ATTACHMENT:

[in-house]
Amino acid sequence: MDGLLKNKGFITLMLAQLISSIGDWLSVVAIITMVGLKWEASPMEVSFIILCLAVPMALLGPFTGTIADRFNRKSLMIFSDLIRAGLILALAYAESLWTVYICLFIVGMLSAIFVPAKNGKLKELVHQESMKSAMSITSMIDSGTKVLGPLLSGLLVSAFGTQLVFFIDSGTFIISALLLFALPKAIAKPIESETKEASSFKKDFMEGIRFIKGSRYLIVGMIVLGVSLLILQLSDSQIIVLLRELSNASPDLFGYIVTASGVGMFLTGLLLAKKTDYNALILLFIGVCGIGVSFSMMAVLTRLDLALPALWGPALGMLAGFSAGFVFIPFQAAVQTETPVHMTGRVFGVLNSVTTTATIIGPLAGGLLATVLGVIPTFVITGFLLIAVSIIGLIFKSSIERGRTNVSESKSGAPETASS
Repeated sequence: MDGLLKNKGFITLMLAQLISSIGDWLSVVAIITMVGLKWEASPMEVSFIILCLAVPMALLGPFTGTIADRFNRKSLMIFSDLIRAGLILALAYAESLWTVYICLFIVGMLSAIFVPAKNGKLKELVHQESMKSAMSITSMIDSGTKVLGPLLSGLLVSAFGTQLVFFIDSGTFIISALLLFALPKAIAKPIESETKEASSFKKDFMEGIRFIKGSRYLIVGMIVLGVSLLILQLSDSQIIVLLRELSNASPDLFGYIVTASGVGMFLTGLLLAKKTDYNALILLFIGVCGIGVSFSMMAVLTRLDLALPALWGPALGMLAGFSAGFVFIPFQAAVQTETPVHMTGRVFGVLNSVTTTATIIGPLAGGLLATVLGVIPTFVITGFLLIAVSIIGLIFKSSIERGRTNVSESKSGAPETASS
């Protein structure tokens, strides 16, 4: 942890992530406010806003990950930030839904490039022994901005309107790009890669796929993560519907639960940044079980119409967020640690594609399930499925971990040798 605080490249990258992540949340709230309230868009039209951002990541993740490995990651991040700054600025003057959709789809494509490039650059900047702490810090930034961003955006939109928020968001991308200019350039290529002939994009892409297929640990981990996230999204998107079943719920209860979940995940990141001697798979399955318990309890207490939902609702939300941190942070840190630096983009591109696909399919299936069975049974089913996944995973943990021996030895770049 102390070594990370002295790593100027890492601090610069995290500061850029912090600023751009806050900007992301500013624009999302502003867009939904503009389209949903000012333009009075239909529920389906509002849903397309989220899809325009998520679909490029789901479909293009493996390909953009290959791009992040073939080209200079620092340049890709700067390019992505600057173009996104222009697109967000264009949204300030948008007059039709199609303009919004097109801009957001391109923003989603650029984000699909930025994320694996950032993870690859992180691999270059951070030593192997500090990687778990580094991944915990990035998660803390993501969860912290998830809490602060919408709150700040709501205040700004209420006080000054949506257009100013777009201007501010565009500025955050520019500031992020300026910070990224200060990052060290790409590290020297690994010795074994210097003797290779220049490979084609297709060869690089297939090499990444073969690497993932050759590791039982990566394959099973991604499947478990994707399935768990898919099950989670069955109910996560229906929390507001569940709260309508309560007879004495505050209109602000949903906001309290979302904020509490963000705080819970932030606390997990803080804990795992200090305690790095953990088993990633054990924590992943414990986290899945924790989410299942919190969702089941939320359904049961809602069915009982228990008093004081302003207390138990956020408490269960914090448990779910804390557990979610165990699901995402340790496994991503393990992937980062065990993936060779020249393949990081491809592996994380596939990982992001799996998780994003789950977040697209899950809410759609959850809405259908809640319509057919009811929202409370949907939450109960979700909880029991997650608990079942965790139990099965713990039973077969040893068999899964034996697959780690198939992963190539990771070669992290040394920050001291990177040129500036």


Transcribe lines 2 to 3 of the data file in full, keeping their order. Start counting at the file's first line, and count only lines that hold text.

Amino acid sequence: MDGLLKNKGFITLMLAQLISSIGDWLSVVAIITMVGLKWEASPMEVSFIILCLAVPMALLGPFTGTIADRFNRKSLMIFSDLIRAGLILALAYAESLWTVYICLFIVGMLSAIFVPAKNGKLKELVHQESMKSAMSITSMIDSGTKVLGPLLSGLLVSAFGTQLVFFIDSGTFIISALLLFALPKAIAKPIESETKEASSFKKDFMEGIRFIKGSRYLIVGMIVLGVSLLILQLSDSQIIVLLRELSNASPDLFGYIVTASGVGMFLTGLLLAKKTDYNALILLFIGVCGIGVSFSMMAVLTRLDLALPALWGPALGMLAGFSAGFVFIPFQAAVQTETPVHMTGRVFGVLNSVTTTATIIGPLAGGLLATVLGVIPTFVITGFLLIAVSIIGLIFKSSIERGRTNVSESKSGAPETASS
Repeated sequence: MDGLLKNKGFITLMLAQLISSIGDWLSVVAIITMVGLKWEASPMEVSFIILCLAVPMALLGPFTGTIADRFNRKSLMIFSDLIRAGLILALAYAESLWTVYICLFIVGMLSAIFVPAKNGKLKELVHQESMKSAMSITSMIDSGTKVLGPLLSGLLVSAFGTQLVFFIDSGTFIISALLLFALPKAIAKPIESETKEASSFKKDFMEGIRFIKGSRYLIVGMIVLGVSLLILQLSDSQIIVLLRELSNASPDLFGYIVTASGVGMFLTGLLLAKKTDYNALILLFIGVCGIGVSFSMMAVLTRLDLALPALWGPALGMLAGFSAGFVFIPFQAAVQTETPVHMTGRVFGVLNSVTTTATIIGPLAGGLLATVLGVIPTFVITGFLLIAVSIIGLIFKSSIERGRTNVSESKSGAPETASS